|Publication number||US6190084 B1|
|Application number||US 09/198,893|
|Publication date||Feb 20, 2001|
|Filing date||Nov 24, 1998|
|Priority date||May 12, 1998|
|Also published as||CA2252029A1, DE69823010D1, DE69823010T2, EP0957206A1, EP0957206B1|
|Publication number||09198893, 198893, US 6190084 B1, US 6190084B1, US-B1-6190084, US6190084 B1, US6190084B1|
|Inventors||Pere Mares Ibañez|
|Original Assignee||CONSTRUCCIONES MECáNICAS MARéS, S.A.|
|Export Citation||BiBTeX, EndNote, RefMan|
|Patent Citations (13), Referenced by (20), Classifications (9), Legal Events (6)|
|External Links: USPTO, USPTO Assignment, Espacenet|
1. Field of the Invention
The present invention is intended to disclose a novel element for forming separating barriers for various applications, having characteristics of novelty and inventive activity in comparison with the prior art.
Boundary barriers of many types are currently used for separating traffic or pedestrian zones for various purposes, for example, as boundaries for work zones, for public functions, etc.
2. Description of Related Art
Currently-known barriers are mainly self-supporting metal barriers which have a grid structure of bars or the like. The said barrier elements suffer from various shortcomings, the most important being their great weight which makes their transportation complex and expensive and makes them difficult to handle at the place of use in order to separate the zones fenced off.
The present invention is intended to solve the above-mentioned problems, providing a modular separating barrier element which has novel characteristics of light weight, easy orientation of the feet for bearing on the ground, and connection means with which greater stability and connectability of the various elements making up the separating barrier is achieved. At the same time, the separating barrier element of the present invention has specific characteristics which enable it to receive advertising material and notices, which represents a novel use of barrier elements of this type.
To achieve its objects, the separating barrier element of the present invention is includes a surrounding frame, preferably of elongate rectangular structure, of which the longer sides define the upper edge and the lower edge of the barrier element and the shorter sides have, at their lower ends, the rotatable supporting feet of the barrier element, the space bordered by the rectangular frame being occupied wholly or partially by closure panels which may be plain or may have openings of various types for reducing weight and minimizing the effect of wind. According to one characteristic of the present invention, the surrounding frame of the barrier element has a hollow structure, this characteristic enabling the frame to be manufactured from a plastics material by gas injection molding.
The substantially rectangular body of the barrier element preferably has lower bracket-like portions for increasing strength in the vicinity of the feet and has swivel coupling of the support feet, thus enabling the feet to adopt the most suitable position for supporting the barrier element.
The shorter sides of the modular barrier element have elements in the form of complementary recesses and projections for permitting easy coupling of the various barrier elements making up a complete barrier.
The material used for the manufacture of the barrier element of the present invention may vary but is preferably any easily moldable synthetic resin having weather-resistance characteristics.
Given the characteristics of the present invention it is also applicable to sports hurdles such as the hurdles used in various sports for jumping competitions and the like.
To improve the coupling of the modular barrier elements of the present invention, in a variant, there is provision for a particular construction of the side edges of the barrier elements according to which, on one of the sides, the barrier element has strong horizontal projections which have upper and lower rods of considerable length which, in combination with projection of similar elements disposed on the opposite sides an having holes for receiving the said rods, enable two adjacent modular elements to be connected, even if one of them is at a higher level than the other, which occurs when one of the said elements is on the roadway and the other on the pavement beside the roadway.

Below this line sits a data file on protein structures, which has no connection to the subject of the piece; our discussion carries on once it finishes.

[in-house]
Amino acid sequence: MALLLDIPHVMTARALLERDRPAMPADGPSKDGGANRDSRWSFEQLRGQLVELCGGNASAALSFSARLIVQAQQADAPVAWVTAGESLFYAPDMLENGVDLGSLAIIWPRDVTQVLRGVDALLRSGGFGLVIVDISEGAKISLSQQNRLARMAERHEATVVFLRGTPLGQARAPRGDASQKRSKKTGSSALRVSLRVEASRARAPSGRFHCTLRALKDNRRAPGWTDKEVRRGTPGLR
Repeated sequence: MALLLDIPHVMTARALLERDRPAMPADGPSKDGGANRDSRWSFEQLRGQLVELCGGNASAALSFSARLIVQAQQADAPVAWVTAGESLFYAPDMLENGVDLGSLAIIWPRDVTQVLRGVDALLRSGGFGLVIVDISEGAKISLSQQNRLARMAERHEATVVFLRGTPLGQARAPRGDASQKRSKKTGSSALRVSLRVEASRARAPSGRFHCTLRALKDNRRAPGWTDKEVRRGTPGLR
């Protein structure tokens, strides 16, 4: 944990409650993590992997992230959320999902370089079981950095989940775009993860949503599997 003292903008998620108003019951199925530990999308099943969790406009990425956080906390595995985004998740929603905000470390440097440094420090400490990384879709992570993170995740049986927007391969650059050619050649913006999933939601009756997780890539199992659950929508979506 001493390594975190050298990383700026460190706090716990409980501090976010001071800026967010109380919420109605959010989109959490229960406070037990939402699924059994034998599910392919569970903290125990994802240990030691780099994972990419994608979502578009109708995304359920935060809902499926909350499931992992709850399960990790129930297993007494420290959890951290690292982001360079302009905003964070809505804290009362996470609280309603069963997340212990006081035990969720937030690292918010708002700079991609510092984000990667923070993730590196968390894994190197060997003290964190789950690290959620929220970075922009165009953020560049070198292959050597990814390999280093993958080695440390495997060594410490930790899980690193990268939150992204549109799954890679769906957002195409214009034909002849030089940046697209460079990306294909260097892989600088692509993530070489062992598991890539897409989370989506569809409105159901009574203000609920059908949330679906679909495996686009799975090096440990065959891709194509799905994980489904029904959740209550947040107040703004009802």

The vertical positions of the said projections on the sides of the barrier elements are slightly offset on one lateral edge relative to the other to enable the vertical rods of one of the edges to be fitted in the holes in the other.
For a better understanding, some drawings of a barrier element formed in accordance with the present invention are appended by way of non-limiting example.
FIG. 1 is a perspective view of a modular barrier element formed in accordance with the present invention;
FIGS. 2 and 3 are a front elevational view and a plan view of the barrier element of FIG. 1, respectively;
FIGS. 4 and 5 are respective details sectioned in the planes indicated;
FIG. 6 is an elevational view showing the barrier element from one end;
FIG. 7 is a side elevational view from the opposite end to that of FIG. 6;
FIG. 8 is a front elevational view of a modular separating barrier element which incorporates the present improvements;
FIGS. 9 and 10 are views which show in detail and in section the articulation of a modular barrier element to another located in an adjacent position;
FIG. 11 is a partially-sectioned front elevational view of two barrier elements coupled on a flat surface;
FIG. 12 is a view similar to FIG. 11 with the two adjacent modular barrier elements at different levels, in the coupling position;
FIG. 13 is a front view similar to FIG. 12 in which the two adjacent barrier elements can be seen already coupled.
As can be appreciated from the drawings, the modular barrier element according to the present invention comprises a body 1 of generally rectangular structure having a peripheral frame with upper and lower longer longitudinal sides 2 and 3 and shorter lateral sides 4 and 5 having lower orientable feet 6 and 7 rotatable about respective vertical pivot pins incorporated in the said shorter sides. Although from the point of view of the design of the barrier element many variations may be introduced, the preferred embodiment shown in the drawings comprises upper regions such as 2′ and 2″ which are curved in the vicinity of the ends, and lower bracket-like portions 3′ and 3″ for increasing strength in the regions of the coupling of the rotatable feet 6 and 7.